In the days leading up to the protest, Dkéama Alexis of BQIC and CFC stressed the importance of this moment in history, which has seen the national conversation around policing start to shift to the point that mainstream publications are writing about previously taboo subjects like defunding the police and abolishing prisons. The event also arrived at a time when local activists are grappling with how to best communicate a message being delivered by a diverse coalition, parts of which might have different aims in both the short and long term. “It’s hard to say there’s any one movement for Black liberation,” Alexis said.

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Rather, actions have been directed by a loose-knit coalition including BQIC, CFC, Showing Up for Racial Justice (SURJ), Columbus Freedom Fund (CFC) and People’s Justice Project (PJP), among others, with each group fostering a slightly different role. Mia Santiago of CFC, for instance, said the group has acted as more of a signal booster for recent protests centered Downtown, sharing events and information via its social media channels rather than leading direct actions. BQIC, in contrast, has taken on a more active, central role, which Alexis traced in part to the historical role queer people of color have played in social justice movements.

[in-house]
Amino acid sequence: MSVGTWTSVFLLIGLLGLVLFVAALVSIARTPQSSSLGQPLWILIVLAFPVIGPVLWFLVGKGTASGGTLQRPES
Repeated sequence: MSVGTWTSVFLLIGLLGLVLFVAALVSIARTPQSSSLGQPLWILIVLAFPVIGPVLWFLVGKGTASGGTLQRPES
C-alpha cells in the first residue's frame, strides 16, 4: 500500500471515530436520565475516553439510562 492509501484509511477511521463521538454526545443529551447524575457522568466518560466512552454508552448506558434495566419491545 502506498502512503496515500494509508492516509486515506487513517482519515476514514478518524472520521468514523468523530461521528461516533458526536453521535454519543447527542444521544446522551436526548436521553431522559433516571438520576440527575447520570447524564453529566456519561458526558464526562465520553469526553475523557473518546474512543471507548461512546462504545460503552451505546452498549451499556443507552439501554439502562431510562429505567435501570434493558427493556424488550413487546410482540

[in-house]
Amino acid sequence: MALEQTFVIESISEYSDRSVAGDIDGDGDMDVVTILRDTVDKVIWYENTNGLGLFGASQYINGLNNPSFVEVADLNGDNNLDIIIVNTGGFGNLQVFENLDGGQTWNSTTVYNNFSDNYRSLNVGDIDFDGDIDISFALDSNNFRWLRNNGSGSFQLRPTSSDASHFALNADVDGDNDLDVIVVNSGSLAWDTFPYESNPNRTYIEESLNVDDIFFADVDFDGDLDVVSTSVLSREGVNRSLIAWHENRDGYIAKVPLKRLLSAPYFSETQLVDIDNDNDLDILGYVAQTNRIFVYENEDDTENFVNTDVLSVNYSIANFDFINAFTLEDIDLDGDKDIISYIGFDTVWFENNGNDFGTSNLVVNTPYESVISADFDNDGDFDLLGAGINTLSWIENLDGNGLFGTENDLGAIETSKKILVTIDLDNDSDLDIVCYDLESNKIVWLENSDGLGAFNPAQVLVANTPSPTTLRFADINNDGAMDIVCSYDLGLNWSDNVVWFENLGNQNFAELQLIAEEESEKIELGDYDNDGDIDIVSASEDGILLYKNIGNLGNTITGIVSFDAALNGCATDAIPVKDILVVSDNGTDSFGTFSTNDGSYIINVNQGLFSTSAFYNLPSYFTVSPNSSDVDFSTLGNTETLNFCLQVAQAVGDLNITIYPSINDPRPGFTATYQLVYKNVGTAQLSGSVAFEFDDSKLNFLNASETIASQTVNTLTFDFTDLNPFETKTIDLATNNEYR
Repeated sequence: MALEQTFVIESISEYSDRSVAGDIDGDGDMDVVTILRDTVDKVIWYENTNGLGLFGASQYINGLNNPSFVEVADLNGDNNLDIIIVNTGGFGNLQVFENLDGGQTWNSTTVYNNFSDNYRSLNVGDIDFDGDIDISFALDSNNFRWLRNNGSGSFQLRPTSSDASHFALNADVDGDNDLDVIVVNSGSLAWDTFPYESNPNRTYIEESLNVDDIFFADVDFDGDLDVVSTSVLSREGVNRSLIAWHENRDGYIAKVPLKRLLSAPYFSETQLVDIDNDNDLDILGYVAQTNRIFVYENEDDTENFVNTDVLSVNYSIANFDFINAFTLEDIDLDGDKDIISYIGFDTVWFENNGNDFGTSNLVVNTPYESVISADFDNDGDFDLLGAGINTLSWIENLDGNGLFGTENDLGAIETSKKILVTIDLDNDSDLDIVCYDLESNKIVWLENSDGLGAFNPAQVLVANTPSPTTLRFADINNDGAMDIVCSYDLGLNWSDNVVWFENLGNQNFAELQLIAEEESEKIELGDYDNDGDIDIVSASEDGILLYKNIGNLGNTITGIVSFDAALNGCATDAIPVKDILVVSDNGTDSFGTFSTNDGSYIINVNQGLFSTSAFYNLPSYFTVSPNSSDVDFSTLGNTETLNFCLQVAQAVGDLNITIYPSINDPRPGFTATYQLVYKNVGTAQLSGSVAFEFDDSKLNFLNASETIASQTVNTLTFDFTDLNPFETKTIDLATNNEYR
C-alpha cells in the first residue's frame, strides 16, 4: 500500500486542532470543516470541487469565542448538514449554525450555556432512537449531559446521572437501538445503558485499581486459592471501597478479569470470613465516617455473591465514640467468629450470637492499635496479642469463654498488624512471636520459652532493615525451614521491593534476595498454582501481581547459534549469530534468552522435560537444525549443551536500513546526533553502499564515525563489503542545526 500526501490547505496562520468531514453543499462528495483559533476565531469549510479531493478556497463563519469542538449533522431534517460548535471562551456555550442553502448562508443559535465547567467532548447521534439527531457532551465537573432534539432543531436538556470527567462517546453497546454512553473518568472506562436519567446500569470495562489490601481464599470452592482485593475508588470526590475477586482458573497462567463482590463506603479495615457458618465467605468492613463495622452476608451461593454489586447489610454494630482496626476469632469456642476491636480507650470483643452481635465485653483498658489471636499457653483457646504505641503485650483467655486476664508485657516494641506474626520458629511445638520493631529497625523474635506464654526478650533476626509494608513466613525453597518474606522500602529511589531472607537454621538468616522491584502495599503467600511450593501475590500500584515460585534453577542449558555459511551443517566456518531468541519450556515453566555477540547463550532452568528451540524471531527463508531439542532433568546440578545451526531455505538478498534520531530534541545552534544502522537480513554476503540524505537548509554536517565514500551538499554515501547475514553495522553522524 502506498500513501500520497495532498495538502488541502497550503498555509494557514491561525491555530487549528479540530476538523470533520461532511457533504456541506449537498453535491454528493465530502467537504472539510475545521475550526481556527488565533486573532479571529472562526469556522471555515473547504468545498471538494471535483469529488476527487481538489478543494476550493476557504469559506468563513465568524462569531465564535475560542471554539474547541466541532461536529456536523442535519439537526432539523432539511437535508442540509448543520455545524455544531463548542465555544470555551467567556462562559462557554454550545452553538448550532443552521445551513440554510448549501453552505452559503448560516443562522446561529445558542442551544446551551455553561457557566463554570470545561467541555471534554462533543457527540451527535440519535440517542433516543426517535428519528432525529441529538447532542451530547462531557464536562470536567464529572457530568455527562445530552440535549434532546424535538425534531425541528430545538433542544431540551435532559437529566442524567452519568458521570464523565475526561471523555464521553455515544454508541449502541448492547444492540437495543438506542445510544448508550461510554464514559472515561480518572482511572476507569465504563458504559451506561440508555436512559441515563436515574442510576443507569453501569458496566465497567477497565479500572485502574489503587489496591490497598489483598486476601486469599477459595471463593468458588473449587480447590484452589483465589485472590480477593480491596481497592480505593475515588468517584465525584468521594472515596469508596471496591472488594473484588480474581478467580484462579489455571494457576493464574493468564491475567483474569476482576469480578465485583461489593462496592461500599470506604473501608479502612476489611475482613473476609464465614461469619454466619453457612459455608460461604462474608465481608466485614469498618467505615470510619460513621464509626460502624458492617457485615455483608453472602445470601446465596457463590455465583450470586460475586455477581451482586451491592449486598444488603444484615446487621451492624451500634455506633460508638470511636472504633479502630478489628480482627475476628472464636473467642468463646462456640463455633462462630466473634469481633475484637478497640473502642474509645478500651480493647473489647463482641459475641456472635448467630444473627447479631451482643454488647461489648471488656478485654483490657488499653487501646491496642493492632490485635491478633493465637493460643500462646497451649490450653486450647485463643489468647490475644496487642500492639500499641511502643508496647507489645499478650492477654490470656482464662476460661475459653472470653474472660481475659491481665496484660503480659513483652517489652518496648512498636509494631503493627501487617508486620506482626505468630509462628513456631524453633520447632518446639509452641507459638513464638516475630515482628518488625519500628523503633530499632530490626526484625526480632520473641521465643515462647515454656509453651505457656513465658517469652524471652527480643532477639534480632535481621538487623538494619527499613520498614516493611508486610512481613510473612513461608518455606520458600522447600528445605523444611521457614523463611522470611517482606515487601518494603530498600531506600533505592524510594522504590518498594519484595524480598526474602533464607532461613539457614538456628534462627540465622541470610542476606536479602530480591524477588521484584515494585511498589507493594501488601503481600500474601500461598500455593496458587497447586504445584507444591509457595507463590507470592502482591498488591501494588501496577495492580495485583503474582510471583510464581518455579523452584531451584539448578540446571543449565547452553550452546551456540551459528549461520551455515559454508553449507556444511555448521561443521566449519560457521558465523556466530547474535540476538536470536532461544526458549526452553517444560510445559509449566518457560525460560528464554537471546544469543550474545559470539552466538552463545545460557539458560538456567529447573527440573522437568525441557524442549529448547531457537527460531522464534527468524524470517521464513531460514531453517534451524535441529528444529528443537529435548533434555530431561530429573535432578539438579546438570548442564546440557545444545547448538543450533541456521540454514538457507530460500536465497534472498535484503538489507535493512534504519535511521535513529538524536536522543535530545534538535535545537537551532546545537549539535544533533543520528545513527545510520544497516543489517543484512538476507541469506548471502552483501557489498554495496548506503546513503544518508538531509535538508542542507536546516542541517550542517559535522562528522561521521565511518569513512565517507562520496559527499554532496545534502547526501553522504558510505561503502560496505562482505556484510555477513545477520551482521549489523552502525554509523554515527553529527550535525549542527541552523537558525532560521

“The fight for Black liberation would be nothing if not for the leadership and sacrifice of Black queer and trans people,” Alexis said. “Black LQBTQ-plus people have always been the ones to hold the vision, to do a lot of work behind the scenes and also to show up on the frontlines. And I definitely see BQIC taking on that role.”